The prototype building was constructed in one piece using a huge gantry printer.

It is one of the largest and most complex houses to be printed to date.

Spotted: Belgian company Kamp C has reportedly become the first to print a complete house usingEurope’s largest, fixed 3D concrete printer. The 90-square metre home was printed in one piece insitu, rather than constructed on-site from pre-printed components. To top it off, the house is twostoreys tall, making it one of the largest and most complex houses to be printed to date.The company used a prototype gantry printer, measuring 32 by 32 feet, which works in a similar way to the smaller 3D printers that most people are familiar with. The roof, windows and interior features were then added using traditional construction techniques. The house is sturdier than brick-builthomes and uses less formwork in its construction, saving an estimated sixty per cent on materials,time and budget. The prototype printed house took three weeks in total to print, but Kamp C claims that future homes could be printed in less than two days. The home also boasts a number of sustainable features, including solar panels and underfloor heating, and will incorporate a green roof.According to Kamp C architect Piet Wielemans, the building could be adapted for a number of uses,saying, “Our aim was to print the floor area, height, and shape of an average contemporary home, in the form of a model home with multipurpose options. This is a principle of circular building. The building can be used as a house, a meeting space, an office, or an exhibition space.” Here at Springwise, we have covered a growing number of innovations in the area of 3D-printing.These include a floating 3D-printed house and a building made of 3D-printed steel.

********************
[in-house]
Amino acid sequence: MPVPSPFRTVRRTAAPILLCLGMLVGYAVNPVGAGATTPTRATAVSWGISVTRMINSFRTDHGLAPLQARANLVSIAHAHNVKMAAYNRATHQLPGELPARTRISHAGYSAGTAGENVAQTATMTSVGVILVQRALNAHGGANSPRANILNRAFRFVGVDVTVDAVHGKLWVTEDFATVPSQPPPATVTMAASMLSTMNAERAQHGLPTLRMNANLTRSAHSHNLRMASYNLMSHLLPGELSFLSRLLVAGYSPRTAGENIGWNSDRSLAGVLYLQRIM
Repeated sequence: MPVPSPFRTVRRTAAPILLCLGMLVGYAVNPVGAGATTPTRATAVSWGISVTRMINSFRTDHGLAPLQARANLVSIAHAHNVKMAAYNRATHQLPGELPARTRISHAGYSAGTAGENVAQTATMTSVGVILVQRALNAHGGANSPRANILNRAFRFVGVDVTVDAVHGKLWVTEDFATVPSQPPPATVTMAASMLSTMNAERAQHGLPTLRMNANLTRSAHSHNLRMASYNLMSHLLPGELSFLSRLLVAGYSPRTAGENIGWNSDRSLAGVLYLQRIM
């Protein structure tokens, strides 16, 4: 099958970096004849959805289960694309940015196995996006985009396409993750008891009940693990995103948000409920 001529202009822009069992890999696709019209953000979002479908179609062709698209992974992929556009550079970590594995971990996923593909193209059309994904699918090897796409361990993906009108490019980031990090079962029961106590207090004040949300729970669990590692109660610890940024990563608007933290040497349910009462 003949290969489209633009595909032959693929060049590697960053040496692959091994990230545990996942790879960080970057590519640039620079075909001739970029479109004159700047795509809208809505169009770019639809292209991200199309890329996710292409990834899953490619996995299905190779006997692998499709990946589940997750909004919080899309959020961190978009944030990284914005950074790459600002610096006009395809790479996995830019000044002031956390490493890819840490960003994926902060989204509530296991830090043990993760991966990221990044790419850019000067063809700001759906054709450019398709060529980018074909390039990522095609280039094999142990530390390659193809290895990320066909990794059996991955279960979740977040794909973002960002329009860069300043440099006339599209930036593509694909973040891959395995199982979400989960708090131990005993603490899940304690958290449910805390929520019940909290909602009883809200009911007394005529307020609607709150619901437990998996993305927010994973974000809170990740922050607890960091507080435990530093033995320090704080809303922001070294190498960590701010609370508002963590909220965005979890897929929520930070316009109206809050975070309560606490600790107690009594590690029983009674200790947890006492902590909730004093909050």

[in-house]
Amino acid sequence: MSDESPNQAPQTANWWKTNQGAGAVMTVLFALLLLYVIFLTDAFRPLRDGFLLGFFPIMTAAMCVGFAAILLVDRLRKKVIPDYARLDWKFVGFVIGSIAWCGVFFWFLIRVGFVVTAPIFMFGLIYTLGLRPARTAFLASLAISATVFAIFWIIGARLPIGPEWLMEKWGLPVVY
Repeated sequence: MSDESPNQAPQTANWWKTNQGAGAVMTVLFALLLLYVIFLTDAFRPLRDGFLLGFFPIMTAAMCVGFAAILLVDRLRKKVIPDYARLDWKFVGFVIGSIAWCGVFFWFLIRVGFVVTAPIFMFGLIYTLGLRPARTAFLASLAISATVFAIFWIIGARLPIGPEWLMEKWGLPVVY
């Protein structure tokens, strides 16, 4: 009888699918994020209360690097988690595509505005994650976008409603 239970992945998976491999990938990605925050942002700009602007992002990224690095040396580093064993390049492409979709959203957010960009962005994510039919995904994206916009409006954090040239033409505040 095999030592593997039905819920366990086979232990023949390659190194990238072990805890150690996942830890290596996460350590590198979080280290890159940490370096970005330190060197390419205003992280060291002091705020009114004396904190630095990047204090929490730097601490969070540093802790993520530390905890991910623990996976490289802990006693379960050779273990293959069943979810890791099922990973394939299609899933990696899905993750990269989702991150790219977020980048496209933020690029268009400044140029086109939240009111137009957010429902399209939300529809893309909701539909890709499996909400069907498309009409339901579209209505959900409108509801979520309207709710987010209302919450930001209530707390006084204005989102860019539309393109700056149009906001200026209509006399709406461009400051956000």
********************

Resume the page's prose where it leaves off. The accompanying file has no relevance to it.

Watch also this amazing video to see how the house was build:

04th August 2020




Take away:
The building is part of the European C3PO project, which aims to accelerate the transition to this innovative technology. The building is intended as a proof of concept, to aid in research and development of 3D printing at scale. In the future, 3D printing could play a much larger role in house building. The construction industry is facing a number of challenges, including the reduction of material consumption and CO2 emissions, and the need to create more affordable housing. Kamp C has demonstrated that 3D-concrete printing could help provide an answer to these challenges. Project manager Emiel Ascione has described the added benefit that the technique is relatively simple, saying, “You could print a series of houses and make each of them unique without considerable impact on the cost.